Wrinkles, grey - or no - hair, yellow teeth, slower metabolism, decreased sex drive... Is that what runs through your head when someone says “aging”? Well, you’re not alone! We all have some sense of what to expect, but there is a lot of confusion about what you should and shouldn’t be doing, eating, drinking, or putting on your skin, nails and hair. And every time we cross over into another decade, we frantically search for how to unlock all the secrets to healthy and happy aging. Some things, like grey hair, are genetic and we just have to embrace them. But there are some things we can do to address our body’s specific needs as they change over time. From the days of eating an entire sleeve of Oreos during final exams, to the days when you feel like you gain a pound by just looking at an Oreo, here are some tips I shared with the ladies at The View about “Nutrition Through the Decades”. Whether it’s getting more iron when you’re in your 20’s or taking a ubiquinol supplement in your 50’s, check your decade for what you need to know now!
New is the key word for our twenty-somethings. New job, new city, new love interests. Life is constantly on the go, and according to researchers at Brown University Medical School, people in their 20’s eat 25% more fast-food meals than they did in their teens! When juggling jobs with classes and a busy social life, processed convenience foods may seem like a good option, but they can quickly make you trade in your skinny jeans for a baggier, boyfriend fit. Instead, try to maintain a healthy, balanced diet filled with fruits, vegetables, lean protein, and healthy fat. And of course keep up a regular exercise schedule. Eating well and exercising will also give your body energy for that busy social calendar!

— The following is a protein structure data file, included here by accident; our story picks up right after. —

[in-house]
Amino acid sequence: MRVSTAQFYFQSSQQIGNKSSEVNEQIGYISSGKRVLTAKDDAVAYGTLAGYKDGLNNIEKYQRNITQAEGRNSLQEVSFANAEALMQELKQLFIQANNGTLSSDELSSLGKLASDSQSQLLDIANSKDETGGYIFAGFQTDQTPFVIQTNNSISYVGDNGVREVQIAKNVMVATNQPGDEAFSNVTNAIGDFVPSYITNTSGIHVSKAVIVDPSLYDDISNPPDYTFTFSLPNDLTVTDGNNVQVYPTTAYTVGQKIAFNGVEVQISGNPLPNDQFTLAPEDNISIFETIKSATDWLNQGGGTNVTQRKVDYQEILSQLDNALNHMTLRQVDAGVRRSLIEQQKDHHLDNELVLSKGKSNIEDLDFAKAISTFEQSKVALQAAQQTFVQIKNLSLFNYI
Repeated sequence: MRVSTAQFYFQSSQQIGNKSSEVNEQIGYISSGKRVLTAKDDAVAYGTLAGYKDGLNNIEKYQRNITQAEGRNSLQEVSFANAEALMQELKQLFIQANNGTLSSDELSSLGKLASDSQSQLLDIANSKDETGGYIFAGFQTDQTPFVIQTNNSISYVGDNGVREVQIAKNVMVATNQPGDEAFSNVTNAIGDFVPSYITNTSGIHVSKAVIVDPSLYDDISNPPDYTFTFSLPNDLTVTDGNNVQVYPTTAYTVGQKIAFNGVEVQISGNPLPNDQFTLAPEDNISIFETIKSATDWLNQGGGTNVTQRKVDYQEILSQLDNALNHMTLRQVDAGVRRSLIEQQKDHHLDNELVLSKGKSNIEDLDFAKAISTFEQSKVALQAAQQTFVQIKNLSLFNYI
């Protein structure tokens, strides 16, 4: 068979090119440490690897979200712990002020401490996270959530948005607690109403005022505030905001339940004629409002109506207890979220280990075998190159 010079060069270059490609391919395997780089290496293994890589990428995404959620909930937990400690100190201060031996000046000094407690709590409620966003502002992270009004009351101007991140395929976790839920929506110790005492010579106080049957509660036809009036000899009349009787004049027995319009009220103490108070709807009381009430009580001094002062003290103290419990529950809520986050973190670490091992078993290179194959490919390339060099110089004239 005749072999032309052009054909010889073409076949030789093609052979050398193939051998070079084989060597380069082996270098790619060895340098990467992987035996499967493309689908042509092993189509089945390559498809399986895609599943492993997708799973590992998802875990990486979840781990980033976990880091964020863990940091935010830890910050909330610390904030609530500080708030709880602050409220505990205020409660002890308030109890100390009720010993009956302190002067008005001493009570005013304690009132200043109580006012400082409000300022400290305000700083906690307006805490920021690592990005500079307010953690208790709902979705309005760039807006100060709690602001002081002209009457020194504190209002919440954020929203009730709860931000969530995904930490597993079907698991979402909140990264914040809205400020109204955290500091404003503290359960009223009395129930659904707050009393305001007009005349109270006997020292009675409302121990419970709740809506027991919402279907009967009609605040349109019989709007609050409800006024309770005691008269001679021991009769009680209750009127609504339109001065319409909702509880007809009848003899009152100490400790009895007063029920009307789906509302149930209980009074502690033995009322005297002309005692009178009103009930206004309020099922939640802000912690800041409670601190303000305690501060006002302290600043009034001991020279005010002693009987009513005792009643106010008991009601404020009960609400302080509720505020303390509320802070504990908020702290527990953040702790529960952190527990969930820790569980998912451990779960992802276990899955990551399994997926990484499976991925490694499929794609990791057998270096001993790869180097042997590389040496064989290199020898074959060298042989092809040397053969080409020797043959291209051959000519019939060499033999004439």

What You Need Now
- Iron: Iron is important for oxygen transport in cells - so if you’re low in iron, you will feel tired! Women in their 20’s are especially at risk for iron deficiency because iron is lost in the blood during menstruation. Eat lean beef, spinach, edamame and oysters to pump up your iron intake.
- Calcium: A woman’s peak bone mass is reached by about age 30 - so pack in calcium (and vitamin D) while your bones are still storing it. Plain greek yogurt, milk or almond milk, almonds and kale are all great sources of calcium.
- Protein: Essential for building muscle and keeping you satisfied, protein also stimulates a hormone, insulin-like growth factor-1 that promotes bone formation. Opt for fish, eggs, nuts, beans and lentils.
You’re more settled into your career, you’re putting down roots, and maybe even starting a family. Of course it’s important to eat healthfully throughout pregnancy, but it’s important to live a healthy lifestyle all the time, too. About half of all pregnancies are unplanned and many women don’t know they’re pregnant for the first several weeks. That initial time is absolutely crucial for the development of your new baby so it’s important to balance your diet just as you’re balancing everything else in your busy life!
What You Need Now
- Folate: This B vitamin is particularly important during the first 2-3 weeks of pregnancy for the baby’s developing nervous system. Choose foods like lentils, spinach, romaine lettuce, and asparagus for increased folate intake.
- Omega 3 fatty acids: The stresses of life can lead to the secretion of hormones like cortisol that contribute to inflammation and belly fat. Omega 3’s have been shown to reduce levels of this pesky hormone, and also prevent collagen breakdown in the skin (translation: smoother skin and fewer wrinkles!). Eat salmon, herring, North Atlantic mackerel, chunk light tuna, grass-fed beef, flaxseeds, chia seeds and walnuts.